Creative activities can improve positive emotions, help treat depression symptoms, reduce stress, and decrease anxiety. Fun and productivity aren’t mutually exclusive. Here are two worthwhile free-time activities:
7. Try DIY arts and crafts: Doing hands-on projects and using your imagination stimulate your brain. Plus, you’ll adopt new skills and adjust your perspective by channeling your emotions into a more expressive outlet. You can start small with a sketchbook and pencils or dive right in with a spin wheel pottery class.
8. Learn a new recipe: Cooking is never a waste of time. It’s expressive and delicious, and the number of things you can learn never ends. Following a recipe also allows you to focus on something non-work-related and enjoy a fairly immediate reward.
Turning your brain off isn’t the most productive de-stressor, but sometimes it’s precisely what the doctor ordered. Entertainment can also provide inspiration, an excuse to release emotional build-up, and feel-good laughter. Here are a few ways to tap out and relax after a long day:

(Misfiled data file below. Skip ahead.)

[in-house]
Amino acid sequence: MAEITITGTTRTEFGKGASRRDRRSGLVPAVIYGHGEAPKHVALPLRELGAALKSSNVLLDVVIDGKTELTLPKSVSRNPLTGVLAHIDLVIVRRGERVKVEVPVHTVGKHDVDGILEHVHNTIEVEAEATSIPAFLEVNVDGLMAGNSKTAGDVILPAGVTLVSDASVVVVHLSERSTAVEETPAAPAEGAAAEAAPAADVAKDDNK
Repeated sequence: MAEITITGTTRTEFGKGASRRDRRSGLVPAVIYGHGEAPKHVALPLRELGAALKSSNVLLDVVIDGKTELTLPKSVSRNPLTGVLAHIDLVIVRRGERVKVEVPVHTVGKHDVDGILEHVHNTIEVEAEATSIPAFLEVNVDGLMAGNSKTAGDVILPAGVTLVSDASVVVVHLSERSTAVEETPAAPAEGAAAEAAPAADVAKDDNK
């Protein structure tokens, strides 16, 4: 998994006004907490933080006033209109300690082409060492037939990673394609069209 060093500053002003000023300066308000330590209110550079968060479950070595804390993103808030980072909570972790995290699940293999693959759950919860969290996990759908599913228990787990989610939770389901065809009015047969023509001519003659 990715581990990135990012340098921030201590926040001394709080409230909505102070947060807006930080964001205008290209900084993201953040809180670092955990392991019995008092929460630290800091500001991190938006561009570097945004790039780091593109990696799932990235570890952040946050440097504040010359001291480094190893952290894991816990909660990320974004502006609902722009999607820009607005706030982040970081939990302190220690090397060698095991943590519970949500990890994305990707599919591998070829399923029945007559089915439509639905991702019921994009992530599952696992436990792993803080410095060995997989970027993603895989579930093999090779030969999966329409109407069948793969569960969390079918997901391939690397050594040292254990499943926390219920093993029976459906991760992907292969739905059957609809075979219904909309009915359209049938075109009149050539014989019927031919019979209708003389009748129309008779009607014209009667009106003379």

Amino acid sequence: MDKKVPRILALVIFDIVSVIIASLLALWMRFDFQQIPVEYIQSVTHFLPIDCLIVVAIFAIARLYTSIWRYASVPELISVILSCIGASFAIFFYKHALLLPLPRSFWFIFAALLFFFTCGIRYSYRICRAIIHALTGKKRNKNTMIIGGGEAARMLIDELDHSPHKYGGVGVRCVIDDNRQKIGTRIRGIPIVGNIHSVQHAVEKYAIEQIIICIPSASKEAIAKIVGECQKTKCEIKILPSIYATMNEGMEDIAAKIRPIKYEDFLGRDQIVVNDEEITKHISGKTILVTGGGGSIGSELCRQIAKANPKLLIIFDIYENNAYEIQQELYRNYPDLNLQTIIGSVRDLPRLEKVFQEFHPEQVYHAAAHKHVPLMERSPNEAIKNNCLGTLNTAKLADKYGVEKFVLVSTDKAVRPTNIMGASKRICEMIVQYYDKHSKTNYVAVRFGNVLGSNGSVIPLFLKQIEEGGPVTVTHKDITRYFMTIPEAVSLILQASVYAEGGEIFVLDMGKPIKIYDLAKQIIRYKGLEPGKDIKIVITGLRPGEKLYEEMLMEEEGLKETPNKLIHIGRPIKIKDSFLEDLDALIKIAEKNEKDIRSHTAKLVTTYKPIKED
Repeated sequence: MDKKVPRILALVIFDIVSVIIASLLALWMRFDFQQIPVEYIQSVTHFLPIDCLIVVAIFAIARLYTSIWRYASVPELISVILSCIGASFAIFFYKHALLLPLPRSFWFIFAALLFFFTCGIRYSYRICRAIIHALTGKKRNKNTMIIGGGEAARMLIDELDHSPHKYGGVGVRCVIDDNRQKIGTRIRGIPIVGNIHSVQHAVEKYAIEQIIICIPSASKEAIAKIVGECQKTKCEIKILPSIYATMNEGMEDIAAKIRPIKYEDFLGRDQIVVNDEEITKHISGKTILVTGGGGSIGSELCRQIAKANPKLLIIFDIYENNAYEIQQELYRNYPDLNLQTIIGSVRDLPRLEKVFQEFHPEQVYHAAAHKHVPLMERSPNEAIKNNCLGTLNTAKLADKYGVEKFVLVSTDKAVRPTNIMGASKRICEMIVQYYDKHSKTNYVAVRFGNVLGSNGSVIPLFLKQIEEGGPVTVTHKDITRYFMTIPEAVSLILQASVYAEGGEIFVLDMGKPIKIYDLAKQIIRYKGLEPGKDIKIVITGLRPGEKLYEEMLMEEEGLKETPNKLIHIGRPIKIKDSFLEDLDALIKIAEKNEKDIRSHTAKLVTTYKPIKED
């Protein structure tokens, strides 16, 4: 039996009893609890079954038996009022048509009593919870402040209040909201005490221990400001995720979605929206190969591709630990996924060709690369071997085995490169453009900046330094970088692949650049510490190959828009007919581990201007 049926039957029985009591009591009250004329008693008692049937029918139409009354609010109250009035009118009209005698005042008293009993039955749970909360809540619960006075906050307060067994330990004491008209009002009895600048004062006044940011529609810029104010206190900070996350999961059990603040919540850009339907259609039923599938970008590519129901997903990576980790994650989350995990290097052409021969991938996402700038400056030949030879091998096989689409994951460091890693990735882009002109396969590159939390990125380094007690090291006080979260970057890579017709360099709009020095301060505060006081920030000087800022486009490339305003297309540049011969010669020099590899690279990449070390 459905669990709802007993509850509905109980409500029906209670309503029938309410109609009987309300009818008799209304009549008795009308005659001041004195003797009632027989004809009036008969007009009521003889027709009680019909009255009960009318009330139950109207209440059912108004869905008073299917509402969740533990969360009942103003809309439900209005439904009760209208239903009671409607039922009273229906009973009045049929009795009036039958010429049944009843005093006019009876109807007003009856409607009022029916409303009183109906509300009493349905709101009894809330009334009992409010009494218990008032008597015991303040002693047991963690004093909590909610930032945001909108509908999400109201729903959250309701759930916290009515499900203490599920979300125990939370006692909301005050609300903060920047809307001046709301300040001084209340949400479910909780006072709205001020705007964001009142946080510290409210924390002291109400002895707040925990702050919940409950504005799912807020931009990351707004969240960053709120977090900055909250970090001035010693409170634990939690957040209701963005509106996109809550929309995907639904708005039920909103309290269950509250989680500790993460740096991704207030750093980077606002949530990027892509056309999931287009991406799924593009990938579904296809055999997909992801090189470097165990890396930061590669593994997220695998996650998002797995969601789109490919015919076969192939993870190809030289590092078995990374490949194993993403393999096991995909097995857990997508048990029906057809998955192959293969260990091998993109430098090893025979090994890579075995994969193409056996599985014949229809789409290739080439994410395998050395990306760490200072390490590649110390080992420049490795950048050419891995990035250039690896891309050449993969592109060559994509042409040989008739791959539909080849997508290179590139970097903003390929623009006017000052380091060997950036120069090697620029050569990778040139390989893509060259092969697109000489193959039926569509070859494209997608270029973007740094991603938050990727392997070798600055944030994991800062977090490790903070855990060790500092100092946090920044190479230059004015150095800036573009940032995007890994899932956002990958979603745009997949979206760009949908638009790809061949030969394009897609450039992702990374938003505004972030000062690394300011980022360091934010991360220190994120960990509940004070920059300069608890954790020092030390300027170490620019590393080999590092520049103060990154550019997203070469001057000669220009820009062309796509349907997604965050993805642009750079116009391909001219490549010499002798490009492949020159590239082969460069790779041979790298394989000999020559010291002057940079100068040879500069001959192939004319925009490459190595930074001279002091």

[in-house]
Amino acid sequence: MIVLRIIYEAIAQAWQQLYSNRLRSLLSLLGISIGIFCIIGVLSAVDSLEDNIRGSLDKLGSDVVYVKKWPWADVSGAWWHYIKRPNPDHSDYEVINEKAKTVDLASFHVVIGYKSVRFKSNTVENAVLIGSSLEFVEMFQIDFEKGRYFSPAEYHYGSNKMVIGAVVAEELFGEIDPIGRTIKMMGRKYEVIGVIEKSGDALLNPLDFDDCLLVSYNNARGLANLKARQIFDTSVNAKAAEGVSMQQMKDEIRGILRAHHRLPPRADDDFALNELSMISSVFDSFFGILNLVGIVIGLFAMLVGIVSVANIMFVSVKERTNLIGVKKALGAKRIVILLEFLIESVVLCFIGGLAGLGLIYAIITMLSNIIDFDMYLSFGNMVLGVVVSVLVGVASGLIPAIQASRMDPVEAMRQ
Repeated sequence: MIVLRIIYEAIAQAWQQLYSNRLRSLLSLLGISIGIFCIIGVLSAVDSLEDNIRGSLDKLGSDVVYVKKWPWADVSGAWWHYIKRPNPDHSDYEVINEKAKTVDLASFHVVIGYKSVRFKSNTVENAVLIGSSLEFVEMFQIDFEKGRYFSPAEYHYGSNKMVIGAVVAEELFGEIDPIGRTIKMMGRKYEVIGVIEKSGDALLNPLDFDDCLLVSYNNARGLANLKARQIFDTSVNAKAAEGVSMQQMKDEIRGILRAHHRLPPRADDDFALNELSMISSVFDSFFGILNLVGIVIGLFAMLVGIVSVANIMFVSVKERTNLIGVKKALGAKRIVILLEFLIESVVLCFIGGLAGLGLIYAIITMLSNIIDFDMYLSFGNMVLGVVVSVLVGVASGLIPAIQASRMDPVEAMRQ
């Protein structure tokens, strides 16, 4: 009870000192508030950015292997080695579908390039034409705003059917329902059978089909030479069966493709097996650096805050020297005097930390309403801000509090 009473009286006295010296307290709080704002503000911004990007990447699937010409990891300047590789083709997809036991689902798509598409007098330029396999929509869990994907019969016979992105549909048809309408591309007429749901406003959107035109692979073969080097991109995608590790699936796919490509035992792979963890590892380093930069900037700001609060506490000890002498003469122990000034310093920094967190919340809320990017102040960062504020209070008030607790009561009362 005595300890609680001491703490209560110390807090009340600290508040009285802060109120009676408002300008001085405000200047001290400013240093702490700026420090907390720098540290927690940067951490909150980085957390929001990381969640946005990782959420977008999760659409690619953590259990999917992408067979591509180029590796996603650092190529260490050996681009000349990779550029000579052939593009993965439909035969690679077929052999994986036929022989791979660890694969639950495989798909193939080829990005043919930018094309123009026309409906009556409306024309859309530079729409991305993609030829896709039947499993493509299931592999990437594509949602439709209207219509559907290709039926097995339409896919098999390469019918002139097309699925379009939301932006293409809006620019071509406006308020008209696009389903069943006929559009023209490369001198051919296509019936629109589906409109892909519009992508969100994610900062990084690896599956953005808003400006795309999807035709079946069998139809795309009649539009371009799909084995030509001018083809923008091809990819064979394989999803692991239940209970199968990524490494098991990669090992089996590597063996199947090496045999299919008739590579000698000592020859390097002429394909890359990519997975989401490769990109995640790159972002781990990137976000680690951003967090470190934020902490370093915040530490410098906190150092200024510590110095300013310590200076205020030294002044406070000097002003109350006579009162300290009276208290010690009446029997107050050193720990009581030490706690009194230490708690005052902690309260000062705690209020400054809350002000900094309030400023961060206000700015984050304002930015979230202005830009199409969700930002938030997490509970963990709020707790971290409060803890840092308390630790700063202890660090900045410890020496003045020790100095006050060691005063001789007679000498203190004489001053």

9. Watch a movie: Like reading a great book or listening to an enthralling podcast, movies are a great way to step out of your reality and gain insight and empathy regarding others’ lives.
10. Play video games: So many types of video games exist, including beautiful adventure stories and challenging puzzles. Spending a couple hours wrapped up and actively participating in a different world can be incredibly relaxing. It can also keep your brain engaged and active while igniting your imagination.
11. Enjoy a game with loved ones: Maintaining healthy, fulfilling relationships with friends and family positively impacts your mental health. People who engage meaningfully with their loved ones, whether through games, meals, or movie nights, manage stress levels better, are happier, and feel encouraged to start healthier habits.
Try organizing a monthly board game night with your family members or playing an online video game with a far-away friend.
Less is more
If you’re used to prioritizing work and other obligations above all else, it might be difficult to see the value in free time. Or perhaps you understand the importance but aren’t sure where or how to create boundaries.
To avoid feeling overwhelmed, don’t focus on the bigger picture. Instead, start small. This might mean deleting work-related apps from your phone or trying a recipe that takes longer than usual. With time, you’ll notice the effects free time has on your mental and physical health, and creating bigger, scarier boundaries will become easier.